If your data centre has reached 90 to 95% of its intended capacity, now may be the time to consider moving to a larger facility. As many CIOs and IT managers consider relocation, Philip Lydford, Chief Executive of e-shelter, reveals important questions and answers that need to be addressed first.
Data centres are not out-of-the-box items. Has the facilities manager taken everything into consideration?
Data centres are simple -- they are just servers that need cooling -- but the electricity and manual engineering side is where the risks lie, and here the data centre becomes complicated. The first thing that needs to be taken into consideration is the location of the data centre. Be sure to avoid floodplains, flight paths, locations that are prone to lightening strikes, etc.
Have the data centre basics and maintenance procedures been addressed?
The basics of a data centre have to be taken care of for it to keep running, and more often than not the easiest things can be taken for granted. Imagine a large bank that has undergone a huge IT project for its accounting system. The total cost of the project would be enormous for things such as extra testing and extra application support. Right at the bottom of that project is the actual data centre, the servers and the production environment.
The cost for the data centre is always a very small portion of the overall project, but it is actually the most important. The data centre is like the foundation of a house -- if it is done wrong, it could be disastrous for the whole project.
Think about how data travels to and from the data centre -- is there a backup plan if someone cuts through a fibre optic cable running to the centre?
Backing up the connections to the data centre is very important in terms of both Fibre Channel and power connection -- remember to have more than one option in case your first route is disrupted, and make sure you do your research thoroughly on both. For example, a bank invested in two providers in case of a disaster but did not realise that the first provider used part of the second provider's network. When one of its Fibre Channel connections was cut during maintenance work under the Thames, the company lost both connections.
Power connections should also undergo thorough planning with an alternative option. If you have two connections from two different grids, that gives you four connections in case of a power cut.
What operational experience should a team have? How should it react to a disaster?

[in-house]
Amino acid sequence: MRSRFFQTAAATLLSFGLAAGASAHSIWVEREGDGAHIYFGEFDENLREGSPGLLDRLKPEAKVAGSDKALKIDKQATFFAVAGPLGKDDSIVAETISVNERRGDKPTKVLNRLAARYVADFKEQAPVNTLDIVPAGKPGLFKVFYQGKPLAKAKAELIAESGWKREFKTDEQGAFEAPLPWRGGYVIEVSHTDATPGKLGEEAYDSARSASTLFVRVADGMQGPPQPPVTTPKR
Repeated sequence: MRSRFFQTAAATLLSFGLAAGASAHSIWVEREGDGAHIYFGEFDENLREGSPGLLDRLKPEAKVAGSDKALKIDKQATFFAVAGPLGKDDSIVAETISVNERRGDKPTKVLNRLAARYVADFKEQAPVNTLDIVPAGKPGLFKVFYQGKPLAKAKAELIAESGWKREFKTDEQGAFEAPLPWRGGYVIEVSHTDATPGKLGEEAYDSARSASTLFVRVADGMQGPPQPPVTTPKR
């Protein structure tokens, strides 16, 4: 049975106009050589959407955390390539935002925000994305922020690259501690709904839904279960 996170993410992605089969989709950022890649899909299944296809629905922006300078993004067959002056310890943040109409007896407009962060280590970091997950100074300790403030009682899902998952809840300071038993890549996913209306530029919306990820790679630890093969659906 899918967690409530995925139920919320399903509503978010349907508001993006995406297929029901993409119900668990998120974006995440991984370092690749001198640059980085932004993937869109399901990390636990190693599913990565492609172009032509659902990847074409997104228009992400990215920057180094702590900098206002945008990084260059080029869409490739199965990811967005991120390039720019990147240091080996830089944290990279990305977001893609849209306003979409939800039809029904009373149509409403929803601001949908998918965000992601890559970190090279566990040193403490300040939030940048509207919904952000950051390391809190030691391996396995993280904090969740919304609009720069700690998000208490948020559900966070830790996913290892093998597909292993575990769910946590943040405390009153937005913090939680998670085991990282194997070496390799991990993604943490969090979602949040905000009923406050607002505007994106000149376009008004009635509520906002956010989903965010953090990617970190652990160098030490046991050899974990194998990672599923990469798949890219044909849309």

Does your team regularly practice what they would do in the event of a disaster? All members of the team should know what to do to ensure the data centre is protected. Usually if there is a power cut, a UPS system will kick in, which has a battery life of about 20 minutes -- that is not a long time, so it is imperative that your team knows how to react quickly to a problem.
Drills should be practiced to simulate a power failure so that a power cut could happen without any disruption to the servers. The IT team should be well rehearsed, so if there was an outage, everything would switch to the backup plan, be that a switch in power, cooling, networking, etc.
Does the data centre tick all the green boxes?
Be care with the amount of CO2 required for certain data centre designs -- it has to keep with the EU Code of Conduct. Power usage effectiveness (PUE) is used to determine the energy efficiency of a data centre. The power efficiency is the most important factor, and this is what will impact the sustainability of your data centre, so be sure to get this right. If you have a PUE of 2:2, that means you use half the power for cooling, for example, and only half is left to process the servers. Efficiently managing the cooling of your servers is key to the PUE and greenness of the data centre, as it frees up more power for what the servers are there to do -- processing.
For example, using outside air can lower the PUE to 1:5. Depending on where your data centre is located, the outside air may not need to be chilled and it blows air straight into the data centre after it has been through a filter. However, if there is a fire nearby, the filters might not be able to handle the particles being blown into the data centre, so you should still invest in a backup plan. Alternatively, in-house chillers can be used -- these are reliable and take up less space than investing in fans for outside air generation, but can still be costly.
It may be worth looking into a heat exchanger. This isolates the outside air to protect your data centre from any damaging particles, and you will not have to change your filters as often.
E-shelter develops and operates data centres for use on its own premise or a location chosen by the customer. Philip Lydford is e-shelter's Chief Executive.